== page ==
The construction of sophisticated tools has long distinguished the human species from those still content with sticks and rock — or nothing at all. We are creators of things in our essence, says UC Berkeley philosophy professor Alva Noë. But artists are a category of creator apart. They do not make tools useful in the sense that a hammer is useful; nor are their works subject to scientific investigation — insofar as science, and philosophy, strictly distinguish between the observer and that which is observed. Noë says that to create art is to create a “strange tool” — one that actively collaborates with us as we create and examine it. Art unveils who we are as people alive at this moment in history, not merely as objective observers standing outside time.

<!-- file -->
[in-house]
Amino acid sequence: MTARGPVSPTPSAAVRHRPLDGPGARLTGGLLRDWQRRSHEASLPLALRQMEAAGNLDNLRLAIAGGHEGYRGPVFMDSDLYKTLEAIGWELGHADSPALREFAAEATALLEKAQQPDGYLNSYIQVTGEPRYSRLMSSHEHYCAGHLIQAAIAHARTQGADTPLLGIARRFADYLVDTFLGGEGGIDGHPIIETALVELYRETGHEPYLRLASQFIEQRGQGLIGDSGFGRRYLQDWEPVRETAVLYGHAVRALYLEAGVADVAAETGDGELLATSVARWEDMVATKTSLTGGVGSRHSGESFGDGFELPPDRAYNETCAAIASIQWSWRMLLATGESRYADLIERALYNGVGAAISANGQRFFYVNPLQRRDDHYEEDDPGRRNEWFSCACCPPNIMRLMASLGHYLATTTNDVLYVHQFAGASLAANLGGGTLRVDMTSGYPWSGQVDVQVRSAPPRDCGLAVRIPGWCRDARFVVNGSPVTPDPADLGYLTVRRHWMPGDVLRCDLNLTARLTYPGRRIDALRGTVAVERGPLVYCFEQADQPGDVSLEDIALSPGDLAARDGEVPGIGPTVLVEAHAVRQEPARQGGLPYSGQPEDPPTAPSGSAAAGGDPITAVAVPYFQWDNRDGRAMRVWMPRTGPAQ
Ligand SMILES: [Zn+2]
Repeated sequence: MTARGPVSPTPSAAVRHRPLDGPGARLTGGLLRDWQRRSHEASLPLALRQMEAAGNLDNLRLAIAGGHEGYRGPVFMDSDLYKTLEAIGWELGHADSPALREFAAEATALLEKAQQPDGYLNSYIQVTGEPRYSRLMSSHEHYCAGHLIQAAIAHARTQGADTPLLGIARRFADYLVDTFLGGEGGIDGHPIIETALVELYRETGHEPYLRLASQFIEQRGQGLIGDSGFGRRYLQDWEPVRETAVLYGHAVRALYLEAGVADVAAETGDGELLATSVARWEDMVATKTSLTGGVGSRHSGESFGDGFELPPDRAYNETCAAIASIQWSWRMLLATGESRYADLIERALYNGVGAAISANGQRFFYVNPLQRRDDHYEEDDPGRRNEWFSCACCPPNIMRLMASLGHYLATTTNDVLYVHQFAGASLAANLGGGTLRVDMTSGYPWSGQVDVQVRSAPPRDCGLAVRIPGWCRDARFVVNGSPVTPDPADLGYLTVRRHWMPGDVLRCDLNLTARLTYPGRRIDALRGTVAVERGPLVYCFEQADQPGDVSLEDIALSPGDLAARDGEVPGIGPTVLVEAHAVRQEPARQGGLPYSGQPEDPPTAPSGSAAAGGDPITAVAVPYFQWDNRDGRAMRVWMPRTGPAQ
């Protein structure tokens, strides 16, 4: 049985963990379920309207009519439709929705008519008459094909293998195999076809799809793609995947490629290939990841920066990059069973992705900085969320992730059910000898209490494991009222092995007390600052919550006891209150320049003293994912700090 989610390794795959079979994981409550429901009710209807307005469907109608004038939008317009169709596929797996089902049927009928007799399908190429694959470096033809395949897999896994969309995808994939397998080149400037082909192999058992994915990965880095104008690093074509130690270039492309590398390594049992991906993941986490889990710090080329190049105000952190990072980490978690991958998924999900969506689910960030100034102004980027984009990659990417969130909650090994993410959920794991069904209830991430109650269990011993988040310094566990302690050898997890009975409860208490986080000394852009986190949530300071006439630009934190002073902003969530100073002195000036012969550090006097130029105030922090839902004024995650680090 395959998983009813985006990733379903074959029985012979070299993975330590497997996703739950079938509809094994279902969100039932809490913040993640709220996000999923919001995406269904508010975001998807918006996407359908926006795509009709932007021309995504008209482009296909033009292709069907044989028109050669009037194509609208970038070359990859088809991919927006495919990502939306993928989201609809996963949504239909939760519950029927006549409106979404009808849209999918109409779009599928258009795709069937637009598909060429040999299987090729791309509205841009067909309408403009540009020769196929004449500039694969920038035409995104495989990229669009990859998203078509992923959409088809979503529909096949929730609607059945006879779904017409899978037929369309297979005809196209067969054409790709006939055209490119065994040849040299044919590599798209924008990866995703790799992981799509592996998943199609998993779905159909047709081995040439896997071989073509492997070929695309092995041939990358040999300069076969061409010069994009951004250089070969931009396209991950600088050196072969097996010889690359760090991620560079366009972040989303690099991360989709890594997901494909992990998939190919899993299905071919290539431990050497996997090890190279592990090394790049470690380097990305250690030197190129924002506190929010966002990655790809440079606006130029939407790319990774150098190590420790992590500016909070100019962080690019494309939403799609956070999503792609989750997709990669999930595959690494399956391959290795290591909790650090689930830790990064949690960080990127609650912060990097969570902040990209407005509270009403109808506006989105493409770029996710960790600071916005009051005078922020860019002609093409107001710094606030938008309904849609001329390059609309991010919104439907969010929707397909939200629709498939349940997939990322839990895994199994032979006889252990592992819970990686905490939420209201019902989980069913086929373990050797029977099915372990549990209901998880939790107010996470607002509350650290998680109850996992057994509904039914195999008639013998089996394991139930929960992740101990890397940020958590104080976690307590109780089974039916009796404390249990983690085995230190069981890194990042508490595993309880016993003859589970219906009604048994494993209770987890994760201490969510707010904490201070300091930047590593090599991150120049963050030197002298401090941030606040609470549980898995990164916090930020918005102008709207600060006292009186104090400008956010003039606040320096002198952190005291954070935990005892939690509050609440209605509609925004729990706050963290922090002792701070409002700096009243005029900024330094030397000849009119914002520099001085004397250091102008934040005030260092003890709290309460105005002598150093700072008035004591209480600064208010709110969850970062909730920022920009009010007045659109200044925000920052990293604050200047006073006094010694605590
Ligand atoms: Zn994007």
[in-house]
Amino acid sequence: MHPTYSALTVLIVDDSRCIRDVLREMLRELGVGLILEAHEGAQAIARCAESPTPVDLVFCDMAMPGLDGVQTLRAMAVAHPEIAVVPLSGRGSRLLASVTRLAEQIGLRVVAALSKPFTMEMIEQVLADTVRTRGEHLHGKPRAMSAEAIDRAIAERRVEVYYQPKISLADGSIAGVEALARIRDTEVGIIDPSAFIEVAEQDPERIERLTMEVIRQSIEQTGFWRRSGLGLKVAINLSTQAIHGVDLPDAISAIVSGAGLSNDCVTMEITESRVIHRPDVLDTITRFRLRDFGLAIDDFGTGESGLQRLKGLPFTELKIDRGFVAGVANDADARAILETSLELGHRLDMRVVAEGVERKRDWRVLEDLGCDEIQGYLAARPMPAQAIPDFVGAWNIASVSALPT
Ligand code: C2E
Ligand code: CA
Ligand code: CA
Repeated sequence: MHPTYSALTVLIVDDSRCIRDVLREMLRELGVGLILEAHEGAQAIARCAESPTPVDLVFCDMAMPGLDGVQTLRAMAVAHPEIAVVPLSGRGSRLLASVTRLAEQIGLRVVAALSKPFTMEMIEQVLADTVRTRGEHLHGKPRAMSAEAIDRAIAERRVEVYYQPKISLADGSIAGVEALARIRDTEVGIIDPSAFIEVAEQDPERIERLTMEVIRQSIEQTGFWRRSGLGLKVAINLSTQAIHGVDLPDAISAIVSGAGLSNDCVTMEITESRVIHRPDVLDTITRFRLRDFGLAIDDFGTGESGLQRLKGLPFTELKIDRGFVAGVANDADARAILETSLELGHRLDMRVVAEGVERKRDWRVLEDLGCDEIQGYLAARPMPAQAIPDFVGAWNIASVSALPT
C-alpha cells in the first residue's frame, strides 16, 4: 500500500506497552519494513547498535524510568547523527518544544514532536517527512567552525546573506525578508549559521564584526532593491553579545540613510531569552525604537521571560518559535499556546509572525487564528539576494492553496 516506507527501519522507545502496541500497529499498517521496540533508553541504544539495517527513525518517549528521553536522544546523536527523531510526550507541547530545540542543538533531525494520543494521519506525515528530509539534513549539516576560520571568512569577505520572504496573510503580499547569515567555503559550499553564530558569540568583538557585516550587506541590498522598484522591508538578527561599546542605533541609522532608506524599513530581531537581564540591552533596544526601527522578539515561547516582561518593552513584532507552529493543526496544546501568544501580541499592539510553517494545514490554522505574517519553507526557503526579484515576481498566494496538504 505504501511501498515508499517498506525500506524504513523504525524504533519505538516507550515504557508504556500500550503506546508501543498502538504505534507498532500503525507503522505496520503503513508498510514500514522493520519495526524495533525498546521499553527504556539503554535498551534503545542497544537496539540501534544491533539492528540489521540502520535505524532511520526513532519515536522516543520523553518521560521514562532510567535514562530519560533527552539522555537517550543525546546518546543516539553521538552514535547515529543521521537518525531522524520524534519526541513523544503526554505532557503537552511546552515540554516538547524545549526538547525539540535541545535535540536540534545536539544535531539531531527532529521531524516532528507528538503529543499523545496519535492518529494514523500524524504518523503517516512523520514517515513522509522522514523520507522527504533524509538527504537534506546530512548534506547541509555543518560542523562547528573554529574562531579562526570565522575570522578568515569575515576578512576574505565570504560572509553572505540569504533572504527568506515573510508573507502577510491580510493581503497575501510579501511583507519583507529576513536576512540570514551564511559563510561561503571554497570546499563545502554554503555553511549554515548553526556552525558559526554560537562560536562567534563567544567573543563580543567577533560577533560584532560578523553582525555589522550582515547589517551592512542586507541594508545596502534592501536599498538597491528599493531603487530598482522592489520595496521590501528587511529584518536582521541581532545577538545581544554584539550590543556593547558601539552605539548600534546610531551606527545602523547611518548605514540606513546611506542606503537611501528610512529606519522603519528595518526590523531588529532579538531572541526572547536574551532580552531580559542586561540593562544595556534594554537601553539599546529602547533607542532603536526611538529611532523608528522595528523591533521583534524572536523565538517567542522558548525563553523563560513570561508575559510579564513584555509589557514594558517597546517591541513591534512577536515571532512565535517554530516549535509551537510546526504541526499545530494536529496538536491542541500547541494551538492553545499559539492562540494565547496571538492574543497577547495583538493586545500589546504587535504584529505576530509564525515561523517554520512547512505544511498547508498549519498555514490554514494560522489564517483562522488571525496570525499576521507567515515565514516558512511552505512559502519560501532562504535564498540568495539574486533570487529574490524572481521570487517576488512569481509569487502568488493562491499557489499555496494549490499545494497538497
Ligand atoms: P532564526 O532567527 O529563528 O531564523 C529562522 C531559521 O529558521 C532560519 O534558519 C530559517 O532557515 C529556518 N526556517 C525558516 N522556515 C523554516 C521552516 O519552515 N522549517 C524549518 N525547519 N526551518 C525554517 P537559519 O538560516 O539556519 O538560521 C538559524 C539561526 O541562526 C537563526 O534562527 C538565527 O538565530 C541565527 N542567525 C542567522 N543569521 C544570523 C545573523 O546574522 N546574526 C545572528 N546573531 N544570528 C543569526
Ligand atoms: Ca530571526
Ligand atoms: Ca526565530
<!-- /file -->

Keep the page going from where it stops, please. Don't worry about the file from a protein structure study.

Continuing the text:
Whether it's bacteria or consciousness itself, science and philosophy examine a specific object that stands apart from the observer. Art is more collaborative, says Alva Noë. It changes us as we change it.
Humanity is never fully in control of its creations. This lesson from Mary Shelley has remained relevant for over 200 years.
There are issues with Kinsey's data, but his books revolutionized Americans' thinking about sex and sexuality.
If Einstein couldn’t solve the theory of everything, could anyone? Physicist Michio Kaku explains what it would take.
The hot Big Bang was an energetic, brilliantly luminous event. Today's Universe is alight with stars. But in between, the dark ages ruled.